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Determinants of aggressiveness in Fusarium graminearum.

Melissa Salazar: University of Illinois at Urbana-Champaign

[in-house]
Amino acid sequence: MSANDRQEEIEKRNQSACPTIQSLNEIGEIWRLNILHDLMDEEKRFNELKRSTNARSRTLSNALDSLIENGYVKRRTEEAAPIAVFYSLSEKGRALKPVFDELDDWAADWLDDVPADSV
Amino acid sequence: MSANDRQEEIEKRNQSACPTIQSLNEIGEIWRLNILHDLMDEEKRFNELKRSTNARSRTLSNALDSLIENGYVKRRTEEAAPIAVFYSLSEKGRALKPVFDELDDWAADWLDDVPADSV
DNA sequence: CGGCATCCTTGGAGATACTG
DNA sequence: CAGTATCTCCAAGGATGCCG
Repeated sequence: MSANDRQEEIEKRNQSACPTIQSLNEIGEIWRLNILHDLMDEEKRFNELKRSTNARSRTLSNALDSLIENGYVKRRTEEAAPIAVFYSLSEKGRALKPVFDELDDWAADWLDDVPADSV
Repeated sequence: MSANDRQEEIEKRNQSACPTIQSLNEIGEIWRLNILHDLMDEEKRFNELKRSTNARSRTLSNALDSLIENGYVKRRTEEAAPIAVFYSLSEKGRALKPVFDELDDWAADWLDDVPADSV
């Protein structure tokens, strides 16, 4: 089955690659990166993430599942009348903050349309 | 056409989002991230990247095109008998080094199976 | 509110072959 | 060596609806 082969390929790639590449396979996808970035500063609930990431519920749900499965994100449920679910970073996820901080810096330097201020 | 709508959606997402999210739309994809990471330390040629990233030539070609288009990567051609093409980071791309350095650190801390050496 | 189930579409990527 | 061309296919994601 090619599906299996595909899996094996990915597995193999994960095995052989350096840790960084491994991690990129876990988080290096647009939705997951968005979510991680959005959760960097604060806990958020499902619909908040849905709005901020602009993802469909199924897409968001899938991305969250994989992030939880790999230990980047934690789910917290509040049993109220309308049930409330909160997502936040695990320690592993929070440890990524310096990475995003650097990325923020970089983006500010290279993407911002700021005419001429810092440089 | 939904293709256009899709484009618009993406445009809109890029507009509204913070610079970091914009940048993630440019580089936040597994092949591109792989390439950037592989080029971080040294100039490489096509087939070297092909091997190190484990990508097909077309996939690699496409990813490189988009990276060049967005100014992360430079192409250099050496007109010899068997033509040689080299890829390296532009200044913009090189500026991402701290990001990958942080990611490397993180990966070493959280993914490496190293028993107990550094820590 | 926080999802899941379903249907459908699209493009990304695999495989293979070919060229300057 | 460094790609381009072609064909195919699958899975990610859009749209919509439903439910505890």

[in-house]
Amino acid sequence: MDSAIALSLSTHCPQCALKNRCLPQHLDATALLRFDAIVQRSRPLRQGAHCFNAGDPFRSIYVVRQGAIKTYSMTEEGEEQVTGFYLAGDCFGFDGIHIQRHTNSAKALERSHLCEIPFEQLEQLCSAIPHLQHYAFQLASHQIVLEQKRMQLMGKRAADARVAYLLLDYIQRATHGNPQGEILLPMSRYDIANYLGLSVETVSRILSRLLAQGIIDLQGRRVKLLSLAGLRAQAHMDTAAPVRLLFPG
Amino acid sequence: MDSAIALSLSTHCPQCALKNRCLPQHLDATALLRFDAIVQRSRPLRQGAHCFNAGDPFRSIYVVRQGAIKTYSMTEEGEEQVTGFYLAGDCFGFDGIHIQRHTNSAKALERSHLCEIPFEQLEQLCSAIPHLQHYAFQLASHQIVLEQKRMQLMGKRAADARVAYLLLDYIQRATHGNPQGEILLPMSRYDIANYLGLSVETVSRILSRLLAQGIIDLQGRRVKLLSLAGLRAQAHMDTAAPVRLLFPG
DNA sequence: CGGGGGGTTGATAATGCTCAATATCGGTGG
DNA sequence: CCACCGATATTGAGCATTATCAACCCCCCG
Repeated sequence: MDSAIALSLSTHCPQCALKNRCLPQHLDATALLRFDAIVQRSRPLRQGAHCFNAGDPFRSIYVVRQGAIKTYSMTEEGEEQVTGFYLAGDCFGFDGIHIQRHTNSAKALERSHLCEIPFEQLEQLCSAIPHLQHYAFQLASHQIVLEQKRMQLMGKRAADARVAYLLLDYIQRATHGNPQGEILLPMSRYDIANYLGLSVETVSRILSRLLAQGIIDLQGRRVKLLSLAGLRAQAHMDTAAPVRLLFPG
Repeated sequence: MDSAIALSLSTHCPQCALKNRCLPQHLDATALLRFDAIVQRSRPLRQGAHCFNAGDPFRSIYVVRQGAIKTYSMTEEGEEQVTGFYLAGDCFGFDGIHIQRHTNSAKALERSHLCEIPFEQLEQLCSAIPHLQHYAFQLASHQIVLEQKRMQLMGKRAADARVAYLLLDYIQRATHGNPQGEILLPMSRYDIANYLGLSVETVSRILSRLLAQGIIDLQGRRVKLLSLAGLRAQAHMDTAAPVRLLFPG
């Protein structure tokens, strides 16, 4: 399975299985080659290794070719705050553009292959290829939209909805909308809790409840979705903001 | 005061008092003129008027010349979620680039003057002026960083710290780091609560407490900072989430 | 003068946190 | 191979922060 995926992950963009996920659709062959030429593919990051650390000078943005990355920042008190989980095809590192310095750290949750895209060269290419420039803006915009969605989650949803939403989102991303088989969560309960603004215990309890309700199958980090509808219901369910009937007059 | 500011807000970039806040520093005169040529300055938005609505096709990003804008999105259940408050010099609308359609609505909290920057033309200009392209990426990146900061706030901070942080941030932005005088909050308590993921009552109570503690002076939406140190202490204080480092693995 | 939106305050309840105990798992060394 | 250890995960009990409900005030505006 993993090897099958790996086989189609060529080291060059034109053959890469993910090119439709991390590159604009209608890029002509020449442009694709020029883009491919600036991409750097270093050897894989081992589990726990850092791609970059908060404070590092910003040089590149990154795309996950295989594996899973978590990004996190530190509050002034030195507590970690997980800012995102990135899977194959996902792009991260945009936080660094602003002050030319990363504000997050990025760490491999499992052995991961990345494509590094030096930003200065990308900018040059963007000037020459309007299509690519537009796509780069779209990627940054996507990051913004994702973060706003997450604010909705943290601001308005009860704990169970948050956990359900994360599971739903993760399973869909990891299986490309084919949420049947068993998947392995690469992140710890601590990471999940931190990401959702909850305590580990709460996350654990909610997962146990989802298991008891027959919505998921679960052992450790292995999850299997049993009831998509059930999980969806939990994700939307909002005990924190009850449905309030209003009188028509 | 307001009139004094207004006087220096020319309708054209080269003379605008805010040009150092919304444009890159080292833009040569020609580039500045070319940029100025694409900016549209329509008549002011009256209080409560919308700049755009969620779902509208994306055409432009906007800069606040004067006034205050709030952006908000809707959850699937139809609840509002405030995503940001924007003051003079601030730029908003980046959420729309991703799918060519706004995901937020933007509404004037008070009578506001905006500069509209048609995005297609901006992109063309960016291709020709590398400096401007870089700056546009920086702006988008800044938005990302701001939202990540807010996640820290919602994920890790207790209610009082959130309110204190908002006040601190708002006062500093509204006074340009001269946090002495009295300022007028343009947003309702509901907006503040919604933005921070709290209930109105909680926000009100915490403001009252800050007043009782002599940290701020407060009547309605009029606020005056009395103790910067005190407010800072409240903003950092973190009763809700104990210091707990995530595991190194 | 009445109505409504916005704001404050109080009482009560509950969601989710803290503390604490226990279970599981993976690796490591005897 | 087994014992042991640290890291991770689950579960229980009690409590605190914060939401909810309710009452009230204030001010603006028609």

<div><em>Fusarium graminearum</em>, the causal agent of Fusarium head blight (FHB) of wheat, is a devastating pathogen that causes yield and quality losses to its host. Other than deoxynivalenol (DON), little is known about pathogenesis compounds used by <em>F. graminearum</em> to infect wheat. To identify essential fungal pathogenesis genes and determine whether host resistance selects for the isolate aggressiveness, a paired strategy of isolate and transcriptome characterization of naturally infected wheat lines was implemented. A total of 197 <em>F. graminearum</em> infected samples were collected in 2016 from research sites at five Illinois locations using University of Illinois soft red winter wheat improvement program plots. Wheat lines used as a source of samples included an FHB resistant line, a moderately resistant line, a moderately susceptible line, and two highly susceptible lines. RNA extraction of twelve selected samples yielded high-quality RNA. The results of differential fungal gene expression between moderately resistant, moderately susceptible, and highly susceptible interactions will be presented. To determine functional pathogen aggressiveness, pathogen strains isolated from the same samples used for RNAseq were used to inoculate wheat cultivars with varying levels of resistance in field and greenhouse experiments. Statistical analysis is currently underway for both field and greenhouse aggressiveness assays. Preliminary data analysis suggests the existence of two types of isolates. The first group was composed of isolates that had low levels of aggressiveness on both susceptible and resistant wheat lines. The second group was composed of isolates that were significantly more aggressive on a susceptible wheat line but not aggressive on a resistant wheat line.</div>